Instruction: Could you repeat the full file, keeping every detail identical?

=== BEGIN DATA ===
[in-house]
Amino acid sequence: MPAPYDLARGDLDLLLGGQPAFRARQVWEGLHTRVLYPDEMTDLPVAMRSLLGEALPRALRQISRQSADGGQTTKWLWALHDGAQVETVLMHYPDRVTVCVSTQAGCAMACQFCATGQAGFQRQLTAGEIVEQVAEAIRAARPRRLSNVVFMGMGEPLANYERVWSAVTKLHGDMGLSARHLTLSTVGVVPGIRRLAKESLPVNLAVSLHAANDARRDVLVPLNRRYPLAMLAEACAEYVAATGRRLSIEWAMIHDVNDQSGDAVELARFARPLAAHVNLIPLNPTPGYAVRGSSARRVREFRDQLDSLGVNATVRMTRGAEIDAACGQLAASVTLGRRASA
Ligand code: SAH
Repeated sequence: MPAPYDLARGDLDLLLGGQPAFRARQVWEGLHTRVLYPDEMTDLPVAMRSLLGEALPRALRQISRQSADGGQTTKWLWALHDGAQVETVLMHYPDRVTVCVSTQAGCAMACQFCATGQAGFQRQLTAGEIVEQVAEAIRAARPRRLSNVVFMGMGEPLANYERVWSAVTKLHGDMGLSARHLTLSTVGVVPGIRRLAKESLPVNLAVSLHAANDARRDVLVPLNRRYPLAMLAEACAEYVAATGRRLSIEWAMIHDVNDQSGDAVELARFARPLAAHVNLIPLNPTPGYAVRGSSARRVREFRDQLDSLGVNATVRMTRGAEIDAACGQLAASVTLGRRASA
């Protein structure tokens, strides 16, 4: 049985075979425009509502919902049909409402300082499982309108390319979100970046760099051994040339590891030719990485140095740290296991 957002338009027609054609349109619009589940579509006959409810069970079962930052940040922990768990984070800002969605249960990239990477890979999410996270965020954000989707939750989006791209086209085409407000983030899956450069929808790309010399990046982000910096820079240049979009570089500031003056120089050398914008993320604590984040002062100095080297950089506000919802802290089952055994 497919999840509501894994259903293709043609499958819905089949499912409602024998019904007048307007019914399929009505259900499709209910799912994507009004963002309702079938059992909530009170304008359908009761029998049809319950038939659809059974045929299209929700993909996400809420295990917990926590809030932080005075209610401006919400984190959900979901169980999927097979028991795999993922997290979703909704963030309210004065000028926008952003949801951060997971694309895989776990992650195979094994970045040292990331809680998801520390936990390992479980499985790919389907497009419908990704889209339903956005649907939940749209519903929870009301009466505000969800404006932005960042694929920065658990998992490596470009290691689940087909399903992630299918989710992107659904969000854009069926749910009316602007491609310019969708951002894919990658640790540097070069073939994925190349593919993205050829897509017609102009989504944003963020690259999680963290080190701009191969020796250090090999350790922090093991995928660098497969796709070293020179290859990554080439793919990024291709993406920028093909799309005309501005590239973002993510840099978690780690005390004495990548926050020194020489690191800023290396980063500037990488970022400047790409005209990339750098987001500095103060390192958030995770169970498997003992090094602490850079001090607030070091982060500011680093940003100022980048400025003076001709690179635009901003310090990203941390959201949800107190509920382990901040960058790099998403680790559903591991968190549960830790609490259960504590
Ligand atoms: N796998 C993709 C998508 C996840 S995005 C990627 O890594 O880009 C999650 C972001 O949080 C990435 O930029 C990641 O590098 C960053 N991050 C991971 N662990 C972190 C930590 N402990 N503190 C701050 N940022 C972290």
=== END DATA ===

[in-house]
Amino acid sequence: MPAPYDLARGDLDLLLGGQPAFRARQVWEGLHTRVLYPDEMTDLPVAMRSLLGEALPRALRQISRQSADGGQTTKWLWALHDGAQVETVLMHYPDRVTVCVSTQAGCAMACQFCATGQAGFQRQLTAGEIVEQVAEAIRAARPRRLSNVVFMGMGEPLANYERVWSAVTKLHGDMGLSARHLTLSTVGVVPGIRRLAKESLPVNLAVSLHAANDARRDVLVPLNRRYPLAMLAEACAEYVAATGRRLSIEWAMIHDVNDQSGDAVELARFARPLAAHVNLIPLNPTPGYAVRGSSARRVREFRDQLDSLGVNATVRMTRGAEIDAACGQLAASVTLGRRASA
Ligand code: SAH
Repeated sequence: MPAPYDLARGDLDLLLGGQPAFRARQVWEGLHTRVLYPDEMTDLPVAMRSLLGEALPRALRQISRQSADGGQTTKWLWALHDGAQVETVLMHYPDRVTVCVSTQAGCAMACQFCATGQAGFQRQLTAGEIVEQVAEAIRAARPRRLSNVVFMGMGEPLANYERVWSAVTKLHGDMGLSARHLTLSTVGVVPGIRRLAKESLPVNLAVSLHAANDARRDVLVPLNRRYPLAMLAEACAEYVAATGRRLSIEWAMIHDVNDQSGDAVELARFARPLAAHVNLIPLNPTPGYAVRGSSARRVREFRDQLDSLGVNATVRMTRGAEIDAACGQLAASVTLGRRASA
């Protein structure tokens, strides 16, 4: 049985075979425009509502919902049909409402300082499982309108390319979100970046760099051994040339590891030719990485140095740290296991 957002338009027609054609349109619009589940579509006959409810069970079962930052940040922990768990984070800002969605249960990239990477890979999410996270965020954000989707939750989006791209086209085409407000983030899956450069929808790309010399990046982000910096820079240049979009570089500031003056120089050398914008993320604590984040002062100095080297950089506000919802802290089952055994 497919999840509501894994259903293709043609499958819905089949499912409602024998019904007048307007019914399929009505259900499709209910799912994507009004963002309702079938059992909530009170304008359908009761029998049809319950038939659809059974045929299209929700993909996400809420295990917990926590809030932080005075209610401006919400984190959900979901169980999927097979028991795999993922997290979703909704963030309210004065000028926008952003949801951060997971694309895989776990992650195979094994970045040292990331809680998801520390936990390992479980499985790919389907497009419908990704889209339903956005649907939940749209519903929870009301009466505000969800404006932005960042694929920065658990998992490596470009290691689940087909399903992630299918989710992107659904969000854009069926749910009316602007491609310019969708951002894919990658640790540097070069073939994925190349593919993205050829897509017609102009989504944003963020690259999680963290080190701009191969020796250090090999350790922090093991995928660098497969796709070293020179290859990554080439793919990024291709993406920028093909799309005309501005590239973002993510840099978690780690005390004495990548926050020194020489690191800023290396980063500037990488970022400047790409005209990339750098987001500095103060390192958030995770169970498997003992090094602490850079001090607030070091982060500011680093940003100022980048400025003076001709690179635009901003310090990203941390959201949800107190509920382990901040960058790099998403680790559903591991968190549960830790609490259960504590
Ligand atoms: N796998 C993709 C998508 C996840 S995005 C990627 O890594 O880009 C999650 C972001 O949080 C990435 O930029 C990641 O590098 C960053 N991050 C991971 N662990 C972190 C930590 N402990 N503190 C701050 N940022 C972290």